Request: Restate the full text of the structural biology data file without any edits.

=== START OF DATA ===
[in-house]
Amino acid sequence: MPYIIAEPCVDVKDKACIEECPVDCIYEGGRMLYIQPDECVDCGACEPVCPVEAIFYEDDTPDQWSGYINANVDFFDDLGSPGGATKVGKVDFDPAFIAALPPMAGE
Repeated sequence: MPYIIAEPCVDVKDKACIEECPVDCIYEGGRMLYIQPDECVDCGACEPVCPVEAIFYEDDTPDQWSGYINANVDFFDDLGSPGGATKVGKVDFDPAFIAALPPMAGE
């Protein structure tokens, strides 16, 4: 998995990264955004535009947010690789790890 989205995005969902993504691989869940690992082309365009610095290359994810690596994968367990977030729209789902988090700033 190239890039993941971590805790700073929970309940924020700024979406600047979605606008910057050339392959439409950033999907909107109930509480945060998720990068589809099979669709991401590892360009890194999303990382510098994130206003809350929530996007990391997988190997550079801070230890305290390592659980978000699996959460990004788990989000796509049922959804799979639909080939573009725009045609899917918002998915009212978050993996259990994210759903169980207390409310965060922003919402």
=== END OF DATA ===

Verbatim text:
[in-house]
Amino acid sequence: MPYIIAEPCVDVKDKACIEECPVDCIYEGGRMLYIQPDECVDCGACEPVCPVEAIFYEDDTPDQWSGYINANVDFFDDLGSPGGATKVGKVDFDPAFIAALPPMAGE
Repeated sequence: MPYIIAEPCVDVKDKACIEECPVDCIYEGGRMLYIQPDECVDCGACEPVCPVEAIFYEDDTPDQWSGYINANVDFFDDLGSPGGATKVGKVDFDPAFIAALPPMAGE
């Protein structure tokens, strides 16, 4: 998995990264955004535009947010690789790890 989205995005969902993504691989869940690992082309365009610095290359994810690596994968367990977030729209789902988090700033 190239890039993941971590805790700073929970309940924020700024979406600047979605606008910057050339392959439409950033999907909107109930509480945060998720990068589809099979669709991401590892360009890194999303990382510098994130206003809350929530996007990391997988190997550079801070230890305290390592659980978000699996959460990004788990989000796509049922959804799979639909080939573009725009045609899917918002998915009212978050993996259990994210759903169980207390409310965060922003919402």